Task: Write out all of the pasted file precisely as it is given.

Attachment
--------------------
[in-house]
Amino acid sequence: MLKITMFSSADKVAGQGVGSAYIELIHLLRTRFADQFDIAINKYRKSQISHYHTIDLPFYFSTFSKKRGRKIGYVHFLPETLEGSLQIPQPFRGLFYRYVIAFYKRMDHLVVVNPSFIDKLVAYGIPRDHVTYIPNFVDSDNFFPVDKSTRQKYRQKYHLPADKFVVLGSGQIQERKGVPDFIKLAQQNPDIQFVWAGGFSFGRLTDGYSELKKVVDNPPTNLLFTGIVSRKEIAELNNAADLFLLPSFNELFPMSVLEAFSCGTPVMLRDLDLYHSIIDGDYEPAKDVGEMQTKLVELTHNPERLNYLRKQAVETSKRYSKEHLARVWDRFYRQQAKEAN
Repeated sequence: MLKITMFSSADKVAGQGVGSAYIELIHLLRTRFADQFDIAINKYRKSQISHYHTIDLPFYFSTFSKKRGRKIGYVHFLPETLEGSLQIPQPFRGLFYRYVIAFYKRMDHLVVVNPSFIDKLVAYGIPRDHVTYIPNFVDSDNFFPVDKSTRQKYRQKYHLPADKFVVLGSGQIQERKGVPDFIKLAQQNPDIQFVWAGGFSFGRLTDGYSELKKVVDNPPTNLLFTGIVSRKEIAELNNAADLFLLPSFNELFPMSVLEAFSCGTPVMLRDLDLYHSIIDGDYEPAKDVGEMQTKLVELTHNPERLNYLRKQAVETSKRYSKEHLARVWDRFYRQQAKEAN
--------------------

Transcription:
[in-house]
Amino acid sequence: MLKITMFSSADKVAGQGVGSAYIELIHLLRTRFADQFDIAINKYRKSQISHYHTIDLPFYFSTFSKKRGRKIGYVHFLPETLEGSLQIPQPFRGLFYRYVIAFYKRMDHLVVVNPSFIDKLVAYGIPRDHVTYIPNFVDSDNFFPVDKSTRQKYRQKYHLPADKFVVLGSGQIQERKGVPDFIKLAQQNPDIQFVWAGGFSFGRLTDGYSELKKVVDNPPTNLLFTGIVSRKEIAELNNAADLFLLPSFNELFPMSVLEAFSCGTPVMLRDLDLYHSIIDGDYEPAKDVGEMQTKLVELTHNPERLNYLRKQAVETSKRYSKEHLARVWDRFYRQQAKEAN
Repeated sequence: MLKITMFSSADKVAGQGVGSAYIELIHLLRTRFADQFDIAINKYRKSQISHYHTIDLPFYFSTFSKKRGRKIGYVHFLPETLEGSLQIPQPFRGLFYRYVIAFYKRMDHLVVVNPSFIDKLVAYGIPRDHVTYIPNFVDSDNFFPVDKSTRQKYRQKYHLPADKFVVLGSGQIQERKGVPDFIKLAQQNPDIQFVWAGGFSFGRLTDGYSELKKVVDNPPTNLLFTGIVSRKEIAELNNAADLFLLPSFNELFPMSVLEAFSCGTPVMLRDLDLYHSIIDGDYEPAKDVGEMQTKLVELTHNPERLNYLRKQAVETSKRYSKEHLARVWDRFYRQQAKEAN